Piglet was only 3 months old when she and three other female dogs were impounded as part of a cruelty and neglect case in Chicago. For the next five months, she was in a shelter while her case was fought in court.
Crucial developmental months, when socializing behaviors and recurring fears are learned, were spent in a kennel with limited outside activity at Chicago Animal Care and Control. Five years ago, Piglet would have had a 2 percent chance of leaving Animal Care alive, according to Cynthia Cynthia Bathurst, president and executive director of Safe Humane Chicago.
Back then, evidence dogs, as they were labeled because they were evidence against bad owners, would average 256 days at Animal Care while their case played out in court. So much time in a cage created behavioral issues, making it hard to find homes for them.
In 2010, Safe Humane Chicago, in collaboration with Best Friends Animal Society and Chicago Animal Care and Control, started the Court Case Dog Program focused on behavioral support for dogs that have “done the time but not the crime.”
The program also is involved in helping the city gain custody of the animals, so spending 256 days in Animal Care is a thing of the past.
Today, the average stay for a dog is one month, and now 70 percent of dogs leave the Animal Care facility alive, according to Bathurst.
“Animal Care and Control always sheltered these court case dogs,” she said. “But there was never a program that focused on getting dogs relinquished of ownership, trained and into a new home.”
Owner Mary Rutherford walks Piglet and Tig (left), a certified therapy dog. | Josh Feeney, Safe Humane Chicago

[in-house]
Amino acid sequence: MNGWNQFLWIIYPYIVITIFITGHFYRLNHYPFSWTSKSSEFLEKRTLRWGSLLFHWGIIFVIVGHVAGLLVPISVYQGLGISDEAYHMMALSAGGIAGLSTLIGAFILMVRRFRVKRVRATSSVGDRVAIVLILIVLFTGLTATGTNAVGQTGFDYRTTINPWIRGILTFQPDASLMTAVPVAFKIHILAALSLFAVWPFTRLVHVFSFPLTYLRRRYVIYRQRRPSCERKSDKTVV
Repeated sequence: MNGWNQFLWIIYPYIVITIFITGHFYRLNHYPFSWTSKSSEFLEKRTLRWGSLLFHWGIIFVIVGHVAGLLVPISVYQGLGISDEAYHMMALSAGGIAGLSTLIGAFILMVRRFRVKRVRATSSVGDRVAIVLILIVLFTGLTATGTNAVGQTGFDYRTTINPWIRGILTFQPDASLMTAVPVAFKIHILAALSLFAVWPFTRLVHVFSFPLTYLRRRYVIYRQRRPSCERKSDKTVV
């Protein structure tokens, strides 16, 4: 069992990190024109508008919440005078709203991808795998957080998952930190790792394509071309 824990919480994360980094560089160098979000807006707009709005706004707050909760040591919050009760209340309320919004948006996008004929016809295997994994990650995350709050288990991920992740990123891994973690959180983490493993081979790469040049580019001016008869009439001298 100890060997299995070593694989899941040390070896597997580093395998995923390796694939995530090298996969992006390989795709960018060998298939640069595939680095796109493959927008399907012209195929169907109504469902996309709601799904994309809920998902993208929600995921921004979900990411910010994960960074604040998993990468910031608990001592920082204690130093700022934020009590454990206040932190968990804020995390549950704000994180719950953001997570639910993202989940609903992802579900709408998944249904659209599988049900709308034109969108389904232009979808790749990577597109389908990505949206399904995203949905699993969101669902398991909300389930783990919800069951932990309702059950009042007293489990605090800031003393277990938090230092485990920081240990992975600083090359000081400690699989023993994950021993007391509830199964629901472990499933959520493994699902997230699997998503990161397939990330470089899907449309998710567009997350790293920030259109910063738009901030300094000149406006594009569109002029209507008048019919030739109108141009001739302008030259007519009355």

Piglet’s case dragged on because the owner wanted her four pit bulls back. In December 2014, the city won custody of Piglet. In less than a month, she found a new home in Denver, Colorado, but not before accidentally being placed on a flight to New York City.
“She was supposed to arrive here around 1 p.m. and didn’t get here until about 8 p.m.,” owner Mary Bruner Rutherford said. “We were all very worried, but she handled it like she’s handled most things in her life — totally unfazed.”
Piglet’s case is one of many. The Court Case Dog Program has helped 770 dogs.
“We partner with other rescues to help them get dogs into homes, and provide behavioral support for life,” Bathurst said. She hopes it can become a national program.
“A Ruff Road Home: The Court Case Dogs of Chicago,” published by Safe Humane Chicago, is a collection of 14 stories documenting court case dogs and their owners’ journey to finding each other. The book’s launch party will be Nov. 22 at Chicago Party Animals, 1133 W. Fulton Market.
After Thanksgiving, Safe Humane Chicago will release its annual calendar, with this year’s focus on the Court Case Dog Program.
“The dogs in the 2016 calendar were chosen to show a range of situations from which they were rescued, and the photographs show a range of settings in which the dogs and their people are thriving,” Bathurst said.
Piglet’s story is one of those. Rutherford has two other dogs: Lars, a Dalmatian, is an agility champion, and Tig, a male pit bull, is a certified therapy dog. Piglet just started tracking lessons, a canine sport that showcases a dog’s ability to recognize and follow a scent.
“I have a lot of empathy for her for what she’s been through,” Rutherford said. “I have a lot of gratitude for Safe Humane for advocating for her and acknowledgment in the tremendous amount of effort that not only went into saving her life, but getting her out to Colorado.”
“I loved her instantly, from the first time I met her at the airport,” she said.